Sen. Mike Lee on NDAA: Don’t ‘trust any bill so large that it has to be delivered by handcart’

Maj. Kristin “Beo” Wolfe, F-35A Lightning II Demonstration Team commander and pilot, flies a demonstration flight at Hill Air Force Base on Dec. 6, 2022.
Maj. Kristin “Beo” Wolfe, F-35A Lightning II Demonstration Team commander and pilot, flies a demonstration flight at Hill Air Force Base on Dec. 6, 2022. | Kristin Murphy, Deseret News

After releasing the 2024 National Defense Authorization Act on Thursday, the Armed Services Committees in the Senate and House were met with opposition from conservatives who are hesitant to approve the bill without changes.

The bill is over 3,000 pages long and allocates $841.4 billion for the Department of Defense. The House and the Senate previously passed separate bills for the 2024 NDAA, and Thursday’s document is the reconciliation bill.

One of the biggest concerns for conservatives is the reauthorization of the Foreign Intelligence Surveillance Act, including the controversial Section 702, without any changes. Section 702 allows the government to conduct surveillance on foreigners they believe are potentially dangerous to U.S. security, but many privacy advocates are concerned about how the FBI and other intelligence agencies have targeted Americans through the 702 databases.

Rep. Jim Jordan, R-Ohio, spoke in a July oversight hearing on how the FBI used Section 702 databases to spy on 204,000 Americans in 2022.

“You can’t make this stuff up,” he said. “There are 204,000 reasons why Republicans will oppose FISA reauthorization in its current form.”

Rep. Jarrold Nadler, D-N.Y., expressed similar concerns at a House Judiciary hearing in April. He said, “The warrantless collection of this much data alone should give anyone pause. But those American communications are not just collected and set aside — they are made available to agencies like the FBI, who can search the 702 database for our communications, for purposes having nothing to do with national security.”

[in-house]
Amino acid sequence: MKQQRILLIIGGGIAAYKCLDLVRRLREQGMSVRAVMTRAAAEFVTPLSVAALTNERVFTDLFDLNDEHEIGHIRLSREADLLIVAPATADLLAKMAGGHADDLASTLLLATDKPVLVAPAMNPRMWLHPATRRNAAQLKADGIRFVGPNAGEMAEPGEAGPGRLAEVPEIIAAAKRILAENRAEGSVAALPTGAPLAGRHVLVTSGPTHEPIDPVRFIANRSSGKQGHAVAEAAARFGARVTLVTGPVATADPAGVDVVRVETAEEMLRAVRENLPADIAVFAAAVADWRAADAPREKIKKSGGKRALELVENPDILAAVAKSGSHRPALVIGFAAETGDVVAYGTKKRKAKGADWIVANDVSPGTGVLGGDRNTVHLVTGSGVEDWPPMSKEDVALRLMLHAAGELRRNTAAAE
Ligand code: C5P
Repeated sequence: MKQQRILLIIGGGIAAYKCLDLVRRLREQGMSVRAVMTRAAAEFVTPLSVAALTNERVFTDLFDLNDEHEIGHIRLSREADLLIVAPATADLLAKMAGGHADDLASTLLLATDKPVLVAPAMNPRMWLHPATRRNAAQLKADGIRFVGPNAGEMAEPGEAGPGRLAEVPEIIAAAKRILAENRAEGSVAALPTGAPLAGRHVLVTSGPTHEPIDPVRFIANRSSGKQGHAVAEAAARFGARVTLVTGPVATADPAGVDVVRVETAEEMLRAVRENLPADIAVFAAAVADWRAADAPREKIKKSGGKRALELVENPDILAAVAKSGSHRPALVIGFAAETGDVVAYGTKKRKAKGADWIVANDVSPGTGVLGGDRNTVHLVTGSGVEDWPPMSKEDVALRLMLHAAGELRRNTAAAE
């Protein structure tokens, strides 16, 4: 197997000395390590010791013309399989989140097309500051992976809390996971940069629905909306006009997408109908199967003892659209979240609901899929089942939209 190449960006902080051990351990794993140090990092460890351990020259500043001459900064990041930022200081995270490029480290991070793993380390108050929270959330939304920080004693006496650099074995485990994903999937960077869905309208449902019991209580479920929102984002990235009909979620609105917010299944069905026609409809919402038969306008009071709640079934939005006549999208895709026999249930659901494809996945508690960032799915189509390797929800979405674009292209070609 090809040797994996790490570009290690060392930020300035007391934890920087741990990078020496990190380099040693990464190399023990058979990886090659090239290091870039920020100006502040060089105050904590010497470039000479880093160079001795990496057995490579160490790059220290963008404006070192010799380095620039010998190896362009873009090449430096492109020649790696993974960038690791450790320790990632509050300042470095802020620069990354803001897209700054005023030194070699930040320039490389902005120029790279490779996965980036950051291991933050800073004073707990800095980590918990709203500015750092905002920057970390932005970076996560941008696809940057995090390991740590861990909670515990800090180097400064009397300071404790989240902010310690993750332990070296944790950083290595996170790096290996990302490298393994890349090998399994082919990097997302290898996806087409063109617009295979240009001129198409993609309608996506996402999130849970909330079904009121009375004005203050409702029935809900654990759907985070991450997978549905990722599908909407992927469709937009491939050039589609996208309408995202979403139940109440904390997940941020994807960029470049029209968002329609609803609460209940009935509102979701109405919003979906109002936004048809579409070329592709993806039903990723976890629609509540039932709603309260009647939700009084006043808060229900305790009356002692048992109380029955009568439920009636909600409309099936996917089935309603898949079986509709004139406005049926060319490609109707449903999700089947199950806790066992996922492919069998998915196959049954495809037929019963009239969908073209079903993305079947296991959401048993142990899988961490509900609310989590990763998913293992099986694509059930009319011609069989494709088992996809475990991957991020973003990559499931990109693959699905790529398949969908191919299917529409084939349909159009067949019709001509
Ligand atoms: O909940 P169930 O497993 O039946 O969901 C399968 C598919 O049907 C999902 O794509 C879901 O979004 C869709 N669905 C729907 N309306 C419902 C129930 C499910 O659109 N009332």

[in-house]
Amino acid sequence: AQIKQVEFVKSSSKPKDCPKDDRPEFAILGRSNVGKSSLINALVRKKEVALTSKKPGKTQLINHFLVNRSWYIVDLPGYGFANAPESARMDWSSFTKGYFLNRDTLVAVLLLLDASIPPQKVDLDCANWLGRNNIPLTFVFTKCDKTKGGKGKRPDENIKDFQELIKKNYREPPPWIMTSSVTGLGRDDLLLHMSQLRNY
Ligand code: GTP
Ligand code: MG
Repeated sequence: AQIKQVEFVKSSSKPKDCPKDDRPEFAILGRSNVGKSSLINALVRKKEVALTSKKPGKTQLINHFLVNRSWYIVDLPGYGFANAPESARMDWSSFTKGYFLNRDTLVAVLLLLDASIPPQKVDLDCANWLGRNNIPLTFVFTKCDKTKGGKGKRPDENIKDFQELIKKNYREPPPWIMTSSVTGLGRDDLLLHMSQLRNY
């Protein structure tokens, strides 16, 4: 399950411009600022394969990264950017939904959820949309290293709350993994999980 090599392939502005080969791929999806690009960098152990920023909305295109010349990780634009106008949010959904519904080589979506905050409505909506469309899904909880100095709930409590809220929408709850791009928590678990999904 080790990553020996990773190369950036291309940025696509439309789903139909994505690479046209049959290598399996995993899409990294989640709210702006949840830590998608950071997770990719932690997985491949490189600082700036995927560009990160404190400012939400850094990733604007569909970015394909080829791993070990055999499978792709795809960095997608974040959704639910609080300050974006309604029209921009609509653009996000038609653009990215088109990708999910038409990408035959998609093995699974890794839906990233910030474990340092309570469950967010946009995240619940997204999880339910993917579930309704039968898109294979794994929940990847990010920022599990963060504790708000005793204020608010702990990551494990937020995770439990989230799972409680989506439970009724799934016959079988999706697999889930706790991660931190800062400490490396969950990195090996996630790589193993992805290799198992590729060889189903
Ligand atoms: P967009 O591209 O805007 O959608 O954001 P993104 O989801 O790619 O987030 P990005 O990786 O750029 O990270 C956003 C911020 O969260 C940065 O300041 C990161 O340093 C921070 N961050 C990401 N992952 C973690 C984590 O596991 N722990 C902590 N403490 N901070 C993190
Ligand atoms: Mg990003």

“These so-called ‘backdoor searches’ are neither hypothetical nor rare. Last year, the FBI used U.S. person identifiers to query the 702 database nearly 3.4 million times,” Nadler added.

Civil organizations call Section 702 ‘dangerous’

Sen. Mike Lee has been vocal on X about potentially harmful aspects of the defense bill, writing on Dec. 7, “After all we’ve learned about the FBI in recent years, the fact that some members of Congress are still willing to reauthorize FISA 702 without reforms — not even a warrant requirement for ‘backdoor’ surveillance of Americans — makes me wonder if they’re illiterate. #StopTheNDAA.”

He also questioned the length of the bill, saying, “As a rule, Americans shouldn’t trust any bill so large that it has to be delivered by handcart,” about the more than 3,000 page bill.

In an interview with the Washington Journal, founder of the National Security Institute at George Mason University’s law school Jamil Jaffer said Section 702 surveillance has resulted in several “inadvertent mistakes.”

“The problem is that we’ve got to have better rules in place, we have to have stronger punishments in place ... when it’s an intentional error,” Jaffer said. “Congress wants to put some of those reforms in place. That probably makes a lot of good sense.”

Congress enacted FISA Section 702 in 2008, and it must be reauthorized every five years. The section must be reapproved by Dec. 31 or “the bulk of the U.S. government’s capability to collect on foreign intelligence targets will disappear,” Jaffer said.

The progressive nonprofit law institute at NYU, The Brennan Center, was joined by over 30 other civil society organizations in a joint statement to 12 members of the House and Senate opposing the reauthorization of Section 702, calling it “dangerous to our liberties and our democracy.”

“FBI agents have used this surveillance authority, which is supposed to be limited to non-U.S. citizens located outside the United States, to gain warrantless access to the communications of tens of thousands of protesters, racial justice activists, 19,000 donors to a congressional campaign, journalists, and members of the U.S. Congress,” the statement read.

The act continues to fund abortion travel

Many revisions to earlier versions of the 2024 NDAA were rejected in the final bill released Thursday. The House attempted to eliminate the Pentagon’s 2022 abortion order which “ensur(es) access to reproductive health care,” but the final bill includes the policy as before.

A Senate provision banning the requirement of providing gendered pronouns was modified to say, “The Secretary of Defense may neither require nor prohibit members of the armed forces or Department of Defense civilian employees from listing their gender or pronouns in official correspondence,” per the report.

Additionally, House Republicans sought to disband the Defense Advisory Committee on Diversity and Inclusion, which didn’t make the latest version. However, the act includes a hiring freeze on the DEI committee until the Government Accountability Office has completed an audit of the department.

Broken down, the bill allocates $841.4 billion to the Pentagon, $32.4 billion to the Department of Energy and $438 million for other “defense-related activities,” according to the 2024 NDAA conference report.